Joe Sterns is a GOP political consultant who is working on Art Halvorson's primary campaign in the new 13th Congressional District. He said Halvorson has been fortunate. His Bedford County home was in the middle of the old 9th District, where he ran in 2016. It remains in the middle of the new 13th District that includes Adams, Bedford, Blair, Franklin, Fulton, Huntingdon and Somerset counties along with portions of Cambria and Westmoreland counties.

"As of now, Capt. Halvorson is OK. He's still in an open district. But some other iterations of the maps they've had would have had him against Mike Kelly (the Republican incumbent from Butler County) or Glenn Thompson (a Republican incumbent from State College)," Sterns said. "It has created some uncertainty for candidates."

It pushed state House Majority Leader Dave Reed, R-Indiana, out of the 9th District , where he had announced his intent to seek the Republican nomination after incumbent Rep. Bill Shuster, R-Everett, announced his retirement.

Reed now lives in the 15th District. He told the Indiana Gazette last week he is circulating petitions to run there. That would pit him against Thompson, the five-term Republican incumbent from State College.

Campaigning in the old 18th District, Saccone called the new map a political construct from the Democrats who control the state's high court. He said he is circulating petitions and intends to run in the new 14th District, even though he will live in the heavily Democratic new 18th District — which centers on Pittsburgh and is now represented by longtime Democratic incumbent Mike Doyle.

The new 14th District, by contrast, takes in much of the old 18th, with the addition of Fayette County.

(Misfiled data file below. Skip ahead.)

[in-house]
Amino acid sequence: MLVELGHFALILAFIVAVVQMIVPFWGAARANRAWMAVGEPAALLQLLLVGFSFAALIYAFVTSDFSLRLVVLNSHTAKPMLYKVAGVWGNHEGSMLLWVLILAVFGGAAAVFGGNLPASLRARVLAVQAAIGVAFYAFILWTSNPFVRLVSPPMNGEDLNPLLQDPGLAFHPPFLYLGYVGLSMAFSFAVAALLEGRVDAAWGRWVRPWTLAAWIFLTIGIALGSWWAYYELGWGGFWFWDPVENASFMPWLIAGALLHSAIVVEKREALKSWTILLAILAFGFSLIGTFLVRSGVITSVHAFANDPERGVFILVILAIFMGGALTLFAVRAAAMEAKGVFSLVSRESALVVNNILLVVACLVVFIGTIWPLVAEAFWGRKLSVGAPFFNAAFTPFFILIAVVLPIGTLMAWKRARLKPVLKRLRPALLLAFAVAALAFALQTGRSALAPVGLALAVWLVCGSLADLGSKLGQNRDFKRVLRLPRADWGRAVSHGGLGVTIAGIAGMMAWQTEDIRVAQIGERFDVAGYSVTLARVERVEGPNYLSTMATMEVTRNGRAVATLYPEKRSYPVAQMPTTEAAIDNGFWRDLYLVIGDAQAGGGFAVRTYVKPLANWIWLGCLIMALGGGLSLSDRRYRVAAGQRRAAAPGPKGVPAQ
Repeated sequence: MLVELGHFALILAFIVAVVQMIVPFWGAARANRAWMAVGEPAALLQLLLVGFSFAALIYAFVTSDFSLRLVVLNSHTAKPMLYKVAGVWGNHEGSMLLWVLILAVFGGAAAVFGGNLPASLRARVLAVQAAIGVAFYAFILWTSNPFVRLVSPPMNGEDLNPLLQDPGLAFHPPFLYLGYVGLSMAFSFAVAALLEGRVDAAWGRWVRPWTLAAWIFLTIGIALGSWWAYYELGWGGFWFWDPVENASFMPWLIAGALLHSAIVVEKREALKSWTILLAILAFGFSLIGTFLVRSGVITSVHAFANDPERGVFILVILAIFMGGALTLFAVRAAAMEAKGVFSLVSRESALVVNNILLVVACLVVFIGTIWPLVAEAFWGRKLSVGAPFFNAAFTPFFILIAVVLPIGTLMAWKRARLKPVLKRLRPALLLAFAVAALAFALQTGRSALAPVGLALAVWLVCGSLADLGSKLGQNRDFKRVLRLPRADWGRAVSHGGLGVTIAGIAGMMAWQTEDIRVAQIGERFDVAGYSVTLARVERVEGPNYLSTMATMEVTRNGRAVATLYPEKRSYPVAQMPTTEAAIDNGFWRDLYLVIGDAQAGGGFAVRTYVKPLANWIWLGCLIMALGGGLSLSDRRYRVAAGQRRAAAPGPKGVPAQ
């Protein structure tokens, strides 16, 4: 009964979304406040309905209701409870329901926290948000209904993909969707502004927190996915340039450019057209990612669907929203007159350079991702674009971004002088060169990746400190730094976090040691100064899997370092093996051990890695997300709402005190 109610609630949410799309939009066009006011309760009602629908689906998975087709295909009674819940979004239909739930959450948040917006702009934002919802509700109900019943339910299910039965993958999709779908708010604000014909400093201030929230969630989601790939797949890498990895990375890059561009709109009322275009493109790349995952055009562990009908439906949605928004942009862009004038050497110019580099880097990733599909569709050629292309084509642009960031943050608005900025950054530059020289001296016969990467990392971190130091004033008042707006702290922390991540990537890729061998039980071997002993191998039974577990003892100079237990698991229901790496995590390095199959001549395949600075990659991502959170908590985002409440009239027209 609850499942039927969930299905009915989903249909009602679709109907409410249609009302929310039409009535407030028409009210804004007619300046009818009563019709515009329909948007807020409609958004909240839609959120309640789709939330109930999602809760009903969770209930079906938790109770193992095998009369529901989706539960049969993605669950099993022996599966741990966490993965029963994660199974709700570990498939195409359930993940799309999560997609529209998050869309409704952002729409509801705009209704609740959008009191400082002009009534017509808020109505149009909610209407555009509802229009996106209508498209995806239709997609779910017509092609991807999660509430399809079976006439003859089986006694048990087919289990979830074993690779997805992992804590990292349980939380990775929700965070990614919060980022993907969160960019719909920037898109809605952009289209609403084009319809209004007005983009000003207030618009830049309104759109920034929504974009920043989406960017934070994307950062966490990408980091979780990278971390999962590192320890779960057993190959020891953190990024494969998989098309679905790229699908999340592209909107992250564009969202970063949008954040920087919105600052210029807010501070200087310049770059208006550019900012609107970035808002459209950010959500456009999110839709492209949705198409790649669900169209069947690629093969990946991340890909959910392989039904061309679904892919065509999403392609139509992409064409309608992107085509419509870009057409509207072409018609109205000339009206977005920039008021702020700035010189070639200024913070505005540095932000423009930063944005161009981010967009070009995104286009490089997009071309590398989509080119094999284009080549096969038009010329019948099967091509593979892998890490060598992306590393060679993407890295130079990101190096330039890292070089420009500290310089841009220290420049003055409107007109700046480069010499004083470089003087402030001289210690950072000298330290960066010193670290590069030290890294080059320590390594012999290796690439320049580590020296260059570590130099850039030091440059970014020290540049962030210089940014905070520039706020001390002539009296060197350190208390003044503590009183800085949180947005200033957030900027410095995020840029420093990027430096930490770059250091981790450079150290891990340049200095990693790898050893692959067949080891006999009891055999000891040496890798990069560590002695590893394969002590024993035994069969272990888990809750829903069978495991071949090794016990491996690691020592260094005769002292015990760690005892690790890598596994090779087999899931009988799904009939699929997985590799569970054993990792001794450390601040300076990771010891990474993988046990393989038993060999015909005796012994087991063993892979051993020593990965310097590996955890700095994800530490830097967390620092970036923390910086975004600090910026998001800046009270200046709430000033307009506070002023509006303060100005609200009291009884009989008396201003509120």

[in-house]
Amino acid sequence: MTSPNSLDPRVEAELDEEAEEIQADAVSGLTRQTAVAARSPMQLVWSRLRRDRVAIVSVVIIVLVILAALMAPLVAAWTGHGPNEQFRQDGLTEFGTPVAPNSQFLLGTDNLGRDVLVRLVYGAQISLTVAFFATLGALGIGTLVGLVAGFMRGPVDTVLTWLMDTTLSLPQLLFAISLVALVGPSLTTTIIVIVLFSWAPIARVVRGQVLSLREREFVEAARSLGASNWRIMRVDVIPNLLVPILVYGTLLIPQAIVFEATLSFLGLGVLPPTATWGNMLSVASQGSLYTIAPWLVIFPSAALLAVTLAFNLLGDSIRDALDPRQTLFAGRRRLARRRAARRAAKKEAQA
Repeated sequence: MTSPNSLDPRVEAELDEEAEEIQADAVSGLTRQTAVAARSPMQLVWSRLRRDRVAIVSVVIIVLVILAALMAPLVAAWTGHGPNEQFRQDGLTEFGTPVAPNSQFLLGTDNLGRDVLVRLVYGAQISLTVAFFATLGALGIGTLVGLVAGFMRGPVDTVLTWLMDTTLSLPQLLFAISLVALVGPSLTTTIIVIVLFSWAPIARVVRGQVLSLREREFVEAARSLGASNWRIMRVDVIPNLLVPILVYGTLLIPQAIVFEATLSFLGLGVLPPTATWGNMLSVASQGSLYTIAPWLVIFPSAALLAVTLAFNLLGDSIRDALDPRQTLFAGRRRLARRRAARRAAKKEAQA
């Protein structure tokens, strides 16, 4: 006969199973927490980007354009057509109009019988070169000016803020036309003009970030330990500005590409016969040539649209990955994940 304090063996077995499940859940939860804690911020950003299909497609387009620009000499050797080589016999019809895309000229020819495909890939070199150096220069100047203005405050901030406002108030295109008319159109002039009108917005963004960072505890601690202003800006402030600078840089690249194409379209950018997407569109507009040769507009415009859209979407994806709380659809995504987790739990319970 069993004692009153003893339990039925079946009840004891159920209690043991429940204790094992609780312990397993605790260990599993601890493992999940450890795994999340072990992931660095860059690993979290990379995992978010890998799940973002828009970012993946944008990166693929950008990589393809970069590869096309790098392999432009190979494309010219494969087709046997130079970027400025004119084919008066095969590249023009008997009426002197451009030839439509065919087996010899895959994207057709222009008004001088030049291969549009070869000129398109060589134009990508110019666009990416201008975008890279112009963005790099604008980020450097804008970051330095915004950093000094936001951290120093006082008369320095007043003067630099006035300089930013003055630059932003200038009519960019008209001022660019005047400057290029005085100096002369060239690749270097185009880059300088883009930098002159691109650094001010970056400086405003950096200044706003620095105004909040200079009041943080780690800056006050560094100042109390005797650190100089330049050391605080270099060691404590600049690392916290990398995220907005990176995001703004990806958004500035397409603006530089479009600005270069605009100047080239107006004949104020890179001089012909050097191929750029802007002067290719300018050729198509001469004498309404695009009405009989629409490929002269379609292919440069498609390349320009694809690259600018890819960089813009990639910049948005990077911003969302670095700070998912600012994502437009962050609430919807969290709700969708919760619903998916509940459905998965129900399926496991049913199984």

"They moved the line (for the new 14th) one mile from my home," Saccone said.

Meanwhile, Westmoreland County Commissioner Gina Cerilli, who made an unsuccessful bid for the Democratic Party's nod in the special election, confirmed she is circulating petitions to run in the new 14th District. She has made no formal announcement.

Those filing petitions for the May primary have until March 27 to withdraw from the ballot.

Crossing lines

Unlike many elected officials who are required to live in the district they represent, members of congress are required only to live in the same state as the district they seek to represent.

A Washington Post survey last year found 22 members of Congress, or about 5 percent of House members, lived outside the districts that elected them. Many, the Post found, were longtime members of Congress whose homes had been moved into a new district by the redistricting that is required by law every 10 years.

Lamb, the Democrat whose home would be in the new 17th District, was hesitant to discuss his plans beyond Tuesday's special election. He said he will let the mapping lawsuits play out before making any commitments on the future.

"I made a promise the people of the 18th District," he said.

If he opted to run in the new district his Mt. Lebanon home is located in, he would face incumbent Republican Keith Rothfus, who now represents the 12th Congressional District.

Rothfus, who railed against the new map, has joined seven other Pennsylvania Republican congressmen in asking a federal court to uphold the 2011 districts in which they were elected.

"This ( congressional redistricting ) should be in the Legislature, that's the way it was designed, and I think the federal courts should take a look at this," Rothfus recently told the Tribune-Review. "There are fundamental constitutional issues at stake here."

"This is the first time in U.S. history that this has happened this deep into the cycle," said GOP strategist Charlie Gerow, CEO of Quantum Communications. "The courts have created chaos. The potential outcomes are innumerable. It's incredibly unfair to the candidates and the voters."

Debra Erdley is a Tribune-Review staff writer. Reach her at 412-320-7996 or derdley@tribweb.com or via Twitter @deberdley_trib